The phoenix is a mythical bird with a long life cycle that has the power to be reborn after being consumed by its own heat. It is the symbol of the cycles of death and resurrection.
Herodotus was the first to give a detailed version of the myth of the Greek phoenix:
"They have also another sacred bird called the phoenix which I myself have never seen, except in pictures. Indeed it is a great rarity, even in Egypt, only coming there (according to the accounts of the people of Heliopolis) once in five hundred years, when the old phoenix dies. Its size and appearance, if it is like the pictures, are as follows: The plumage is partly red, partly golden, while the general make and size are almost exactly that of the eagle. They tell a story of what this bird does, which does not seem to me to be credible: that he comes all the way from Arabia, and brings the parent bird, all plastered over with myrrh, to the temple of the Sun, and there buries the body. In order to bring him, they say, he first forms a ball of myrrh as big as he finds that he can carry; then he hollows out the ball, and puts his parent inside, after which he covers over the opening with fresh myrrh, and the ball is then of exactly the same weight as at first; so he brings it to Egypt, plastered over as I have said, and deposits it in the temple of the Sun. Such is the story they tell of the doings of this bird.” (History of Herodotus)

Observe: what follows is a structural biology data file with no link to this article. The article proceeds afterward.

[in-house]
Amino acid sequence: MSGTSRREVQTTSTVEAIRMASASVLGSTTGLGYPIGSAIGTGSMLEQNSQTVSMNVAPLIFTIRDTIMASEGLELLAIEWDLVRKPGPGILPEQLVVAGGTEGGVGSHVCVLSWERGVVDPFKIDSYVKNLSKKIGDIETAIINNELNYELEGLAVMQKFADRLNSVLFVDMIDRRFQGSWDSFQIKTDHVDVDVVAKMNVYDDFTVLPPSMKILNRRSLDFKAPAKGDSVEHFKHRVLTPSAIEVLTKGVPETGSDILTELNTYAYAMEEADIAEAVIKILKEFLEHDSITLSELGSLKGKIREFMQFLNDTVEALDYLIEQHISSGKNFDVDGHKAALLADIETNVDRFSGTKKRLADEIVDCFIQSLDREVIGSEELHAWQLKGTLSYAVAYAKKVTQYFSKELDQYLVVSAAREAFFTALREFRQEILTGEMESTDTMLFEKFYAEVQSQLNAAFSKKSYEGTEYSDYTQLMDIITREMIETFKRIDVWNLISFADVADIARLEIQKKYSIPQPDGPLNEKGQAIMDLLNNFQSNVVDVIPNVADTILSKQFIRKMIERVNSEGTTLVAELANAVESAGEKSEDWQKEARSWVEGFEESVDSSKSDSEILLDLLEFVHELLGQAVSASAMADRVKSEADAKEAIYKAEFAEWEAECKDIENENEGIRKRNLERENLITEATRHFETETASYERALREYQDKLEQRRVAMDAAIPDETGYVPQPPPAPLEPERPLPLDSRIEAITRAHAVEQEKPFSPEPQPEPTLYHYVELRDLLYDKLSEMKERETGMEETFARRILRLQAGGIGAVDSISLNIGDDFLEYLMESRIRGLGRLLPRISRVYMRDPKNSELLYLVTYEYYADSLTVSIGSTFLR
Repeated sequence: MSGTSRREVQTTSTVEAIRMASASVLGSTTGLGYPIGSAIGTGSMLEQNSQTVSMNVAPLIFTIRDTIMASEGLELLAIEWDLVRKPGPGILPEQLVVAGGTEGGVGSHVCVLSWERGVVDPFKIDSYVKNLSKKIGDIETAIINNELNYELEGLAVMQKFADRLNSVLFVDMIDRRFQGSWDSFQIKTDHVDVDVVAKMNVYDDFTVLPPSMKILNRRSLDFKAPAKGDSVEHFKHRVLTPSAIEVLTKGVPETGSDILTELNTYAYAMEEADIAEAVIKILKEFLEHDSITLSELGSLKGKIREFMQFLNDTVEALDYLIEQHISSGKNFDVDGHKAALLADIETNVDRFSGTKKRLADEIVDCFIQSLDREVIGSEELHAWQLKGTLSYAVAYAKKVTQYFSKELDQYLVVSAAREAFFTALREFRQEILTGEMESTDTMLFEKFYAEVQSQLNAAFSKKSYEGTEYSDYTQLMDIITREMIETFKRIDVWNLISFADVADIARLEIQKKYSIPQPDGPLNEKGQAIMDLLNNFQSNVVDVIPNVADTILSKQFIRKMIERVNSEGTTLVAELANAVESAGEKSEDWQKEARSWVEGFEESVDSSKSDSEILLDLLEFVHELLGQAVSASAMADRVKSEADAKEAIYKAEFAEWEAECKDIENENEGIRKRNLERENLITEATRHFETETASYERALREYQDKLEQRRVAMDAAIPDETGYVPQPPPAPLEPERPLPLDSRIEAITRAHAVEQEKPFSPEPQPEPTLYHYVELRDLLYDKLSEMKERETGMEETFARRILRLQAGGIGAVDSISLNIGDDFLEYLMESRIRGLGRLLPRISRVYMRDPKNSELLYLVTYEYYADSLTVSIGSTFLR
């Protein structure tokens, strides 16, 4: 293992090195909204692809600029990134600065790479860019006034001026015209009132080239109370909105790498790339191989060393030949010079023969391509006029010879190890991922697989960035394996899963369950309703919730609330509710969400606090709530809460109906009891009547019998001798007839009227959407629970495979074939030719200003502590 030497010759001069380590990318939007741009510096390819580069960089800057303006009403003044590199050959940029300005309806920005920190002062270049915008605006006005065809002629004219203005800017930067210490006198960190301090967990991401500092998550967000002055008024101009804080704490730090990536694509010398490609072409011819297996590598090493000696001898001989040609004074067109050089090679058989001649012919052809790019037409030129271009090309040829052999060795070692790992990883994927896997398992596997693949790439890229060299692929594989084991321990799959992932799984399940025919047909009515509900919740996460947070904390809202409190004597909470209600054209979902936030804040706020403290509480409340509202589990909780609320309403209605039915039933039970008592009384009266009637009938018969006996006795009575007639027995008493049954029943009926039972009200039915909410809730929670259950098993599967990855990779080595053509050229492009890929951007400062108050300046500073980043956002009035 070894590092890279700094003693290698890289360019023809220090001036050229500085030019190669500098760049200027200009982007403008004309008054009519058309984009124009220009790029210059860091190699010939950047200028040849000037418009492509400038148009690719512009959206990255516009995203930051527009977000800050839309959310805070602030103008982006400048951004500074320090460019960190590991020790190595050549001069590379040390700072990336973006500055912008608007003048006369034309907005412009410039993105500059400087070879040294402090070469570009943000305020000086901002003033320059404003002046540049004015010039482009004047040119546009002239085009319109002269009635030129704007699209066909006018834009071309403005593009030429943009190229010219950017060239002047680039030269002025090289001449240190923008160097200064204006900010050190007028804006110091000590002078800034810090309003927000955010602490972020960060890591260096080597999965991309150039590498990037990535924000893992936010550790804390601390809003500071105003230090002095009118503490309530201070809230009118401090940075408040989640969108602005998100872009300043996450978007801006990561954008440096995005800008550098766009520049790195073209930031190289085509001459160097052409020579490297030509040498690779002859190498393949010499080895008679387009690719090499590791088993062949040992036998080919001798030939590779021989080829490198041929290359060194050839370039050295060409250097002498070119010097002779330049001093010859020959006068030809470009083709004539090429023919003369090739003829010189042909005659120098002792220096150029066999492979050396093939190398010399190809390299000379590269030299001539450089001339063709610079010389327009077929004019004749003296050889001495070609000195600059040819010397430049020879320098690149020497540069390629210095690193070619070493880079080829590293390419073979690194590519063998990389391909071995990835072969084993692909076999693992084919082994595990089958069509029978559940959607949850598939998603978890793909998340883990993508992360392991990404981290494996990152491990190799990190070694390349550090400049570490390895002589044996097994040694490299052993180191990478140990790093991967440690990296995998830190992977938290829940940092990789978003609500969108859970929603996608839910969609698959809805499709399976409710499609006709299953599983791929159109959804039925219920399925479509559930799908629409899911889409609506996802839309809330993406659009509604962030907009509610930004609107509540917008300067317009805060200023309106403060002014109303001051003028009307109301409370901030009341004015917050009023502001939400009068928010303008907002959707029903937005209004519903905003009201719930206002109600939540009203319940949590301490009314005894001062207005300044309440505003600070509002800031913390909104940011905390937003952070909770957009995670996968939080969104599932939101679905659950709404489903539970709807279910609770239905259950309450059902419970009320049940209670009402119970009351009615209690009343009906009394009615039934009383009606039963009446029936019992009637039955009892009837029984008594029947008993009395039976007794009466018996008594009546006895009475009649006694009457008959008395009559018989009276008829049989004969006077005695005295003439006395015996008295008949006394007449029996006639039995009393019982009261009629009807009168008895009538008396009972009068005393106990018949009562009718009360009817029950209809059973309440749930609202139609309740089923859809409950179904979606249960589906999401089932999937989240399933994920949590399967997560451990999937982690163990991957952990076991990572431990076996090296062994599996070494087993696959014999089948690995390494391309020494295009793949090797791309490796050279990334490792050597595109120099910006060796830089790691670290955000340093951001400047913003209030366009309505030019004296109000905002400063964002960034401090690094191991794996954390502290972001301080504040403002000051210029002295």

- Picture 1: Mosaic representing a phoenix among a field of roses, from the Atrium house in Antioch, Louvre.
- Picture 2: Phoenix rising from its ashes, miniature from an Illuminated manuscript.